About this blog

This Blog is named after an ancient gnoseological riddle which hints hidden, disseminated, omnipresent wisdom.
I invite you to search, listen and observe with me for "the word of tree, whisper of stone, and humming together of the abyss and stars."

2017/02/15

Black Spiritual Roots

Faith is a special divine gift which is passed on by human mediators and tradents. In that respect I owe my faith to my stubborn Central-Eeuropean Calvinist ancestors who preserved and handed it over through the dark times of contra-reformation (1620-1781). But that was centuries before I was born! More personally and more intimately I owe my faith to the African-American spirituals. I grew up in the Czech Republic under the Communist totalitarian regime. In the midst of stifling censorship, crippling political control and impotent atheistic ideology I grew up with blues and spirituals on my lips and deep in my heart: Swing low, sweet chariot...  Go down, Moses... The Gospel train is coming... Go with Me to That Land... My generation of Protestants found in this Black music an authentic expression of life and faith. We might be white as white Europeans can go, but our souls resonated deeply with the black spirituals. We might sing those spirituals in Czech translations but we internalized the Exodus story (and other formative biblical stories) through the prism of struggle for elemental human dignity and civil rights. I hadn’t met a black person before I was 20, yet through music, I was brought up, to a large extent, in the spirit of black faith, its defiance, resistance and hope. Please join me this Sunday as we learn from and celebrate our black spiritual roots.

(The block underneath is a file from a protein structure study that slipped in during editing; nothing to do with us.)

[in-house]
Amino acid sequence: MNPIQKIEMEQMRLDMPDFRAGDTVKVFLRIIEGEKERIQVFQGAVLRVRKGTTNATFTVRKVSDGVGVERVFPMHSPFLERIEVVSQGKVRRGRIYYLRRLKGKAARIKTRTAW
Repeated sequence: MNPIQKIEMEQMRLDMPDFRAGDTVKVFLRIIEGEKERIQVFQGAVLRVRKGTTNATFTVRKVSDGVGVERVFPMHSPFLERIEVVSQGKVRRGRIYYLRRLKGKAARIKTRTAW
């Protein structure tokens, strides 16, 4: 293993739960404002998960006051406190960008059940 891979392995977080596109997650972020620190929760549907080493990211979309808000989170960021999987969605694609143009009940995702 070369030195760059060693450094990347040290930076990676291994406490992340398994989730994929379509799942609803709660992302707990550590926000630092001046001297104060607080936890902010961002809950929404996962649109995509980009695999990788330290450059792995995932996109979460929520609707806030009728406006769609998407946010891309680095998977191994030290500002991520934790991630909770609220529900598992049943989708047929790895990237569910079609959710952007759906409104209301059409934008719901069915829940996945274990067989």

2017/02/09

Demons

The New Testament, and more specifically the Synoptical Gospels (Mark, Matthew and Luke), often describe physical or mental illnesses as a demon possession and the acts of healing are portrayed as exorcisms, expelling those demons from the afflicted persons. I always considered this to be a peculiar example of the antiquated biblical worldview.
    Of course, I knew that theologians and anthropologists ascribed it to the folksy origins of early Christianity, while some speculated about distant Babylonian and even Iranian religious influences. No matter how it was explained, it remained to me a clearly dated and somehow embarrassing aspect of the foundational texts of my faith.
    But then, many years after I finished seminary, my beloved professor of the New Testament offered me a new perspective and rehabilitated in my eyes those biblical demons in one sentence, one question; “Aren’t those demons the ancient attempt to disassociate the ill from their illnesses?” The afflicted person behind the illness is still the same, it is the demon, which makes him or her behave differently, strangely or even dangerously.
    When you think about it, this epistemological separation of the persons and their afflictions actually offers helpful and more importantly a hopeful way of understanding illness. In reality it is what modern medicine does all the time while distinguishing between a patient and a virus, bacteria, trauma, foreign substances, stress or extreme circumstances. And modern medical treatment also proceeds by eliminating or at least mitigating these negative external factors (virus, bacteria, stress....) in order to help the patient.
    Biblical demonology and modern medicine in fact share the same underlying insight and approach. As we celebrate the birthday of Charles Darwin, come this Sunday to celebrate the healing powers of modern exorcists - doctors and geneticists.